May 2, 2006

Tim Wu on Net Neutrality in Slate [7:12 pm]

Why you should care about network neutrality

What we’re ultimately asking is a question that Adam Smith struggled with. Is there something special about “carriers” and infrastructure—roads, canals, electric grids, trains, the Internet—that mandates special treatment? Since about the 17th century, there’s been a strong sense that basic transport networks should serve the public interest without discrimination.This might be because so much depends on them: They catalyze entire industries, meaning that gratuitous discrimination can have ripple effects across the nation. By this logic, so long as you think the Internet is more like a highway than a fried-chicken outlet, it should be neutral in what it carries.

This is the basic case for network neutrality—to prevent centralized control over the future of the Internet. But there’s a long-standing rebuttal that goes like this: A broadband company already has incentives to make the network neutral, because it’s a better network that way. If AT&T makes money on an exclusive deal, they’ll lose it somewhere else. Whatever money AT&T earns by prioritizing Google rather than Yahoo!, it will lose by making its product—broadband service—less attractive to consumers. By this logic, regulating the Bells is a waste of time. AT&T and Verizon also say that they must be free to discriminate to justify their investments in building networks. If you don’t let us discriminate, they say, we won’t build.

It’s true that the Bells might make extra cash by discriminating. But AT&T can extract cash in other ways, too, like charging its customers higher prices. I believe that it’s better to have consumers pay more for service than to have AT&T picking and choosing winners on the network. Both are a cost to the economy, but the latter is a double cost. It creates costs that are passed on to consumers anyhow, and it also distorts competition between eBay, Yahoo!, and the like. [...]

Also from the NYTimes editorial page: Editorial: Keeping a Democratic Web

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Virtual? What Do You Mean, Virtual? [6:58 pm]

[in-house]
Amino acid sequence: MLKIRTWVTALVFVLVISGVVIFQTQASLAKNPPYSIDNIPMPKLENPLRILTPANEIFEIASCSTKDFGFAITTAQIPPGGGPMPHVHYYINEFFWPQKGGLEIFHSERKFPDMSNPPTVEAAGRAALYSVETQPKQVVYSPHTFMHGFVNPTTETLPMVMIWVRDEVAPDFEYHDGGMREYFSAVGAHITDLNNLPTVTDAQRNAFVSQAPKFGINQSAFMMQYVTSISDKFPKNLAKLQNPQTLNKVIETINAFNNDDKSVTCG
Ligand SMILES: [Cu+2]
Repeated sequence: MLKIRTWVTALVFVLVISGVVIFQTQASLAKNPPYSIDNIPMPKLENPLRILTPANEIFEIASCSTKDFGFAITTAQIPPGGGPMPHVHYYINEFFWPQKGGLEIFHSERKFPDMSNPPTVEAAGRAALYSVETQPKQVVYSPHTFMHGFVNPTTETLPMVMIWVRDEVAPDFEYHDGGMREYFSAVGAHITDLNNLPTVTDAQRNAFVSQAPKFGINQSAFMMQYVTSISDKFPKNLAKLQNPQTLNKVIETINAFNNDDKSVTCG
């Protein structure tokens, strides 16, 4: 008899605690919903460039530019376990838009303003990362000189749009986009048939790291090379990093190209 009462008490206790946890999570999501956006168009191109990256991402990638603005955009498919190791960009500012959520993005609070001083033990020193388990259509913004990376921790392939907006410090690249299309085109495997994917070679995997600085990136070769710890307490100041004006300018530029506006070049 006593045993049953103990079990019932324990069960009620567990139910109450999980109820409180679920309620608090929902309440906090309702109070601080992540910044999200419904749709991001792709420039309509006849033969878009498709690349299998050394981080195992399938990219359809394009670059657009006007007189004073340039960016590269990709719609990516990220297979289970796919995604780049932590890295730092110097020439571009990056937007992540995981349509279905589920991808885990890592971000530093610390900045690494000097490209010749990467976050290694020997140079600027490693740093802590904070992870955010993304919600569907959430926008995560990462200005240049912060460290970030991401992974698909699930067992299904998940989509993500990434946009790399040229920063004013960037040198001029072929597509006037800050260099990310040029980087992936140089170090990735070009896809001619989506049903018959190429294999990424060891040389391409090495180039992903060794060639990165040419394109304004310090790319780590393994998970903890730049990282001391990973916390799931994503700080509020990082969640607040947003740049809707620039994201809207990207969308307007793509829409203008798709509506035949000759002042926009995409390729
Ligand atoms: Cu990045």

Entropia Universe Players Can Cash Their Online Earnings at the A.T.M.

When you put your card into an automated teller machine, view your balance on the screen and then receive money from the dispenser, you probably understand that a merely electronic notion — your bank account — is being translated into a physical object with value: greenbacks.

But what if you are at the corner A.T.M. and your net worth is locked up in an imaginary asteroid mining venture?

Until now you would be plumb out of luck. But today the makers of Entropia Universe, a popular online science-fiction game, plan to introduce a real-world A.T.M. card that will allow players instantly to withdraw hard cash automatically converted from their virtual game treasury. So a player with, say, 2,000 spare P.E.D.’s (Project Entropia Dollars) left over after purchasing a new laser rifle in the game could withdraw $200 and take a date to a real-life ballgame.

With around 250,000 players, Entropia is the leader of a small but growing group of online computer games with virtual economies explicitly based on real-world money, and today’s announcement is the most ambitious step yet to meld an in-game economy with the real global financial system.

[...] In most mainstream online games, like the spectacularly popular World of Warcraft, spending real money for virtual items is not only against the rules but also considered the worst sort of louche behavior, like paying for sex. But in Entropia, the entire game system is based on the fact that 10 P.E.D.’s equal a dollar and that the game’s virtual items and assets have real-world value.

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